He did not exalt himself, or flatter and flaunt himself before God as the Pharisee did. He did not present a list of his works to impress the Lord. In fact, he confessed that he was a sinner in need of mercy.
Place yourself in Jesus' day for a moment and think about seeing these two men at the temple in prayer. One, a well respected religious leader, known for the good works that he does, lauded for his holiness as demonstrated by his regular fasting. A man from a class of men who are considered to be outstanding citizens, not thought to cheat or steal or abuse or mistreat anyone. And then nearby, but at a distance, a man who has presumably built his wealth by taking his countrymen's money at the tax offices intermittently found along the roadsides throughout the land. He may never have been seen doing good works, likely doesn't wear long tassels or a large phylactery, and by looking at him, you would never get the impression that he is fasting. He is from a class of men who are characterized as thieves - what would make him any different?
Having presented these two men to His audience, Jesus spoke of the latter:
I tell you, this man went down to his house justified rather than the other; for everyone who exalts himself will be humbled, and he who humbles himself will be exalted. (Luke 18:14)
Friend, where do we belong in this parable? Who are we like? Do we exalt ourselves above others, claiming that we are something special before God? Or do we humble ourselves in the presence of God and confess that we are sinners, needing God to shed His mercy upon us? Do we do our deeds to be seen by men, as the Pharisees did (Matthew 6:1-4)? Or do we look for opportunities where we can do good and give the glory to God (Matthew 5:16)?
Luke tells us that Jesus spoke the parable because there some who trusted in their own righteousness and despised others. Does that describe us? If so, then take to heart the lesson of the parable; such individuals are not heard by God, nor are they justified in His presence. May each of us:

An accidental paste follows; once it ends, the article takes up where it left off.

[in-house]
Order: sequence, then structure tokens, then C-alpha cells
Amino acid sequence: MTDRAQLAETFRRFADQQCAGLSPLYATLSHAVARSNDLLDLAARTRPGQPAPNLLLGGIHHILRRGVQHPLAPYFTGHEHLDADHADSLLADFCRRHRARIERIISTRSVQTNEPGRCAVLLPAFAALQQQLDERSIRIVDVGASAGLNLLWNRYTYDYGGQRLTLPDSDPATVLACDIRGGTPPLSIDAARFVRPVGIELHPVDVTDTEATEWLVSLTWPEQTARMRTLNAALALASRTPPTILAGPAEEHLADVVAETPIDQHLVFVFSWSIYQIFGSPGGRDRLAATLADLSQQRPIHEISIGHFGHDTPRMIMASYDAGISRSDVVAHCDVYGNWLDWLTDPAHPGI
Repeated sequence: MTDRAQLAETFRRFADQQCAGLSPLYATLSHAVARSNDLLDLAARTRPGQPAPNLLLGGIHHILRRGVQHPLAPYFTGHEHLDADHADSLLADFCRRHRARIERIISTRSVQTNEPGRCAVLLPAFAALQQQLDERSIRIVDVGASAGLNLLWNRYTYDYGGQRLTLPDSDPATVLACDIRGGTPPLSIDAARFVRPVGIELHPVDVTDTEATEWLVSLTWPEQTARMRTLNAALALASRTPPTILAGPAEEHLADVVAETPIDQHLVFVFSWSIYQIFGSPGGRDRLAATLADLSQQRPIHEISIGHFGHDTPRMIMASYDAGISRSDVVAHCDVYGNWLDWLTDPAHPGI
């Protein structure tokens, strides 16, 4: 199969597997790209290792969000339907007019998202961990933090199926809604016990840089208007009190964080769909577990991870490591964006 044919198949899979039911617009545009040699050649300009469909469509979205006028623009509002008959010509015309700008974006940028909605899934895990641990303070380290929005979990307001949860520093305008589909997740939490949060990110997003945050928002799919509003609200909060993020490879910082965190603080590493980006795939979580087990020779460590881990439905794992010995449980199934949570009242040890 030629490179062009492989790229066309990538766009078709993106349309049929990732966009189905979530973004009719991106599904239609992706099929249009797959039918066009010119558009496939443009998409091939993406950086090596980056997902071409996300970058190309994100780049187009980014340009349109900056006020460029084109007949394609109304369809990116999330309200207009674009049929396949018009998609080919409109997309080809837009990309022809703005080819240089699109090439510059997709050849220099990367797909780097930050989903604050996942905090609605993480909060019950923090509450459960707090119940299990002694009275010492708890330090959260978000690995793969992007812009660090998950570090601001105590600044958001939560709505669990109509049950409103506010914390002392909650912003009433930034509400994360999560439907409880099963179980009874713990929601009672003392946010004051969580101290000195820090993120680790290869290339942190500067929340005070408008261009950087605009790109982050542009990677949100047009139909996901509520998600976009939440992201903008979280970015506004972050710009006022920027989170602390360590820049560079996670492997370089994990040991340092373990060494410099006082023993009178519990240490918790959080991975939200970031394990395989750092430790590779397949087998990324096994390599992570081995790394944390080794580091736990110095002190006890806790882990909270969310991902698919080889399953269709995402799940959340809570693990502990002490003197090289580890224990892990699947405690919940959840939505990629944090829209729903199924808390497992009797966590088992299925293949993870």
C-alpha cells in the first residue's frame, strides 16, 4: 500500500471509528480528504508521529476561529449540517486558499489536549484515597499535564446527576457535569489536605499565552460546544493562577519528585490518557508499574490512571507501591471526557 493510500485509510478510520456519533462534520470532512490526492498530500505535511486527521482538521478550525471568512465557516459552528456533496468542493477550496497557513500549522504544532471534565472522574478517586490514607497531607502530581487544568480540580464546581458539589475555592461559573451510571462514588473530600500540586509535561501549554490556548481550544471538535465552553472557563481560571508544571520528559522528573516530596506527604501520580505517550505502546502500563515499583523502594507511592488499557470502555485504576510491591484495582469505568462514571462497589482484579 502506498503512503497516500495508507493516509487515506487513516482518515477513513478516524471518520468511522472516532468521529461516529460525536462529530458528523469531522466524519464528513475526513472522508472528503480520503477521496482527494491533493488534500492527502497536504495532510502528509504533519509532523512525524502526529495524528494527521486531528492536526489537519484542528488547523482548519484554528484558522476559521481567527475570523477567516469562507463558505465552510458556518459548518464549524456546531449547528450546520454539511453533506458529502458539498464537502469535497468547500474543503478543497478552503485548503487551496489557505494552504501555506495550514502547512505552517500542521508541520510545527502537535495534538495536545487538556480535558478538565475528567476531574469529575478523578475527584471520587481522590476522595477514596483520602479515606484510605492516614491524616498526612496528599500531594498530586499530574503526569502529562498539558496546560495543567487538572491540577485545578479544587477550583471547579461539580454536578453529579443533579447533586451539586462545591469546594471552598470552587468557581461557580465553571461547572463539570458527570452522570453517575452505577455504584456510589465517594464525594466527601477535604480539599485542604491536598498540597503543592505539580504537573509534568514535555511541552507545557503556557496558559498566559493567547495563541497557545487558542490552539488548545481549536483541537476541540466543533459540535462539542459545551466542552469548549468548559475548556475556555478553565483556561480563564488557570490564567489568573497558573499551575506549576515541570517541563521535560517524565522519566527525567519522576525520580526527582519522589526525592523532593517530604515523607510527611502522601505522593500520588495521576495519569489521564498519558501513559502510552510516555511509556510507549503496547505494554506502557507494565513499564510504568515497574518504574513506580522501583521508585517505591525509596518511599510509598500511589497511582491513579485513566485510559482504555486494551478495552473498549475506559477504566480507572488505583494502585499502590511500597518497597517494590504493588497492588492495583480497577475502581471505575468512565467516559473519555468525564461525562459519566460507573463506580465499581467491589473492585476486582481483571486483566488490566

Humble yourselves in the sight of the Lord, and He will lift you up. (James 4:10)
Did the earth dry on the first day of the first month (Genesis 8:13) or the twenty-seventh day of the second month (Genesis 8:14)? Is there a contradiction?
Did Moses write two verses back-to-back which contradict? Let's notice what is recorded:
And it came to pass in the six hundred and first year, in the first month, the first day of the month, that the waters were dried up from the earth; and Noah removed the covering of the ark and looked, and indeed the surface of the ground was dry. And in the second month, on the twenty-seventh day of the month, the earth was dried. (Genesis 8:13-14)
Moses was not a careless writer; the questioner has failed to see a distinction made in the text. In the English, the word "dried" is in both verses. In the Hebrew, Moses used two different words, חדב (v 13) and יבש (v 14). If he meant the same thing in both verses, he'd have used the same word in both verses, but he didn't. so, what is the distinction he is making?
Verse 13 says the water had dried up off the earth; the face of the ground was dry. The waters had receded to the point that there were no longer pools of water here and there on the land. However, though the earth appeared dry, it was likely still very moist to the touch, too much for Noah and his family to leave the ark. So God had them wait almost two months before commanding them to leave.
In verse 14, not only was the "surface of the ground" dry (ie. no pools of water), but the earth was dry (ie. no excessive moisture). Though the two verses are worded very similarly, they address two distinct degrees of dry.
There is no contradiction.
The Parables Of Jesus
A.T.A. - Did the flood last forty days or one hundred fifty days?
The Parables of Jesus
A.T.A. - Did all living things (except for Noah and his family) die in the flood or not?